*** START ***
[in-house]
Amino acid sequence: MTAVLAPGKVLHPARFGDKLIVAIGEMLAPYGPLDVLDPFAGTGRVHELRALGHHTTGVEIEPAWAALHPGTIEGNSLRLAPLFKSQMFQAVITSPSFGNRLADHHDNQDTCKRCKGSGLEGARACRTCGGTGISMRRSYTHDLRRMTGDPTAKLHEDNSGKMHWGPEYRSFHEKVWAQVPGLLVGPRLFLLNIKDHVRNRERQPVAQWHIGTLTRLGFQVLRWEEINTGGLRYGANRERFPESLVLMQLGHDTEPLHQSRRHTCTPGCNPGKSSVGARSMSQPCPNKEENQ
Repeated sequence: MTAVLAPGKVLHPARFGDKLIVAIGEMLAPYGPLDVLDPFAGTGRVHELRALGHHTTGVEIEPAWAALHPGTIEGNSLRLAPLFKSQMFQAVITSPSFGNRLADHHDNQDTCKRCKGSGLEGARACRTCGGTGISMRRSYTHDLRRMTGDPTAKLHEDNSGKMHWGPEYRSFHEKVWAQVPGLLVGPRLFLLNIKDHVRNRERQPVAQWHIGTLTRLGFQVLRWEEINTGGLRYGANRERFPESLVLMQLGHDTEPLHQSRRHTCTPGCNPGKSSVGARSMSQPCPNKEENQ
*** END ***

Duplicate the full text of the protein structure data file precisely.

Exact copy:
[in-house]
Amino acid sequence: MTAVLAPGKVLHPARFGDKLIVAIGEMLAPYGPLDVLDPFAGTGRVHELRALGHHTTGVEIEPAWAALHPGTIEGNSLRLAPLFKSQMFQAVITSPSFGNRLADHHDNQDTCKRCKGSGLEGARACRTCGGTGISMRRSYTHDLRRMTGDPTAKLHEDNSGKMHWGPEYRSFHEKVWAQVPGLLVGPRLFLLNIKDHVRNRERQPVAQWHIGTLTRLGFQVLRWEEINTGGLRYGANRERFPESLVLMQLGHDTEPLHQSRRHTCTPGCNPGKSSVGARSMSQPCPNKEENQ
Repeated sequence: MTAVLAPGKVLHPARFGDKLIVAIGEMLAPYGPLDVLDPFAGTGRVHELRALGHHTTGVEIEPAWAALHPGTIEGNSLRLAPLFKSQMFQAVITSPSFGNRLADHHDNQDTCKRCKGSGLEGARACRTCGGTGISMRRSYTHDLRRMTGDPTAKLHEDNSGKMHWGPEYRSFHEKVWAQVPGLLVGPRLFLLNIKDHVRNRERQPVAQWHIGTLTRLGFQVLRWEEINTGGLRYGANRERFPESLVLMQLGHDTEPLHQSRRHTCTPGCNPGKSSVGARSMSQPCPNKEENQ